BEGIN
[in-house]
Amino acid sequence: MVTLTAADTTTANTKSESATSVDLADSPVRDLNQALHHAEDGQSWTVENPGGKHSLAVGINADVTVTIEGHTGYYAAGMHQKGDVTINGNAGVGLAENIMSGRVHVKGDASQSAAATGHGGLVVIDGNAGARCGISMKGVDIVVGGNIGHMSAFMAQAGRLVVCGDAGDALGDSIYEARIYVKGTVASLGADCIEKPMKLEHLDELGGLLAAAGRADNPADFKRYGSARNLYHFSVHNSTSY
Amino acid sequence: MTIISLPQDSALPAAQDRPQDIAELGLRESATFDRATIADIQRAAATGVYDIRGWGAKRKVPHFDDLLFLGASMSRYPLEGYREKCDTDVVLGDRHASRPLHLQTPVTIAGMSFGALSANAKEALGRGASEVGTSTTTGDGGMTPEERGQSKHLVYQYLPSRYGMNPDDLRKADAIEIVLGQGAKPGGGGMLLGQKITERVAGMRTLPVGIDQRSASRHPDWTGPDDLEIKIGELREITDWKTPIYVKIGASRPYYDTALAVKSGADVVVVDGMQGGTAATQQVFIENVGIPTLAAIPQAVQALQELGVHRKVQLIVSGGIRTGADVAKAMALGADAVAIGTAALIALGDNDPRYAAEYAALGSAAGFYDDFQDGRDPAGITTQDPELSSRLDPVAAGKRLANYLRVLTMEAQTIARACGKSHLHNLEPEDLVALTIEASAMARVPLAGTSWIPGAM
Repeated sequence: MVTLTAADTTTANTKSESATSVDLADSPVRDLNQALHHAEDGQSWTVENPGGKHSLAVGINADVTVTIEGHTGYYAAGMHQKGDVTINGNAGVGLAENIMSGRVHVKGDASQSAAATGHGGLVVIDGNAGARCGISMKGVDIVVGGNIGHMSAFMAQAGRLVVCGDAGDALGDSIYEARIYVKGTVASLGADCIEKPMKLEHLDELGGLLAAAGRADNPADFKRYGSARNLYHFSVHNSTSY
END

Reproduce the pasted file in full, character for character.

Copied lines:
[in-house]
Amino acid sequence: MVTLTAADTTTANTKSESATSVDLADSPVRDLNQALHHAEDGQSWTVENPGGKHSLAVGINADVTVTIEGHTGYYAAGMHQKGDVTINGNAGVGLAENIMSGRVHVKGDASQSAAATGHGGLVVIDGNAGARCGISMKGVDIVVGGNIGHMSAFMAQAGRLVVCGDAGDALGDSIYEARIYVKGTVASLGADCIEKPMKLEHLDELGGLLAAAGRADNPADFKRYGSARNLYHFSVHNSTSY
Amino acid sequence: MTIISLPQDSALPAAQDRPQDIAELGLRESATFDRATIADIQRAAATGVYDIRGWGAKRKVPHFDDLLFLGASMSRYPLEGYREKCDTDVVLGDRHASRPLHLQTPVTIAGMSFGALSANAKEALGRGASEVGTSTTTGDGGMTPEERGQSKHLVYQYLPSRYGMNPDDLRKADAIEIVLGQGAKPGGGGMLLGQKITERVAGMRTLPVGIDQRSASRHPDWTGPDDLEIKIGELREITDWKTPIYVKIGASRPYYDTALAVKSGADVVVVDGMQGGTAATQQVFIENVGIPTLAAIPQAVQALQELGVHRKVQLIVSGGIRTGADVAKAMALGADAVAIGTAALIALGDNDPRYAAEYAALGSAAGFYDDFQDGRDPAGITTQDPELSSRLDPVAAGKRLANYLRVLTMEAQTIARACGKSHLHNLEPEDLVALTIEASAMARVPLAGTSWIPGAM
Repeated sequence: MVTLTAADTTTANTKSESATSVDLADSPVRDLNQALHHAEDGQSWTVENPGGKHSLAVGINADVTVTIEGHTGYYAAGMHQKGDVTINGNAGVGLAENIMSGRVHVKGDASQSAAATGHGGLVVIDGNAGARCGISMKGVDIVVGGNIGHMSAFMAQAGRLVVCGDAGDALGDSIYEARIYVKGTVASLGADCIEKPMKLEHLDELGGLLAAAGRADNPADFKRYGSARNLYHFSVHNSTSY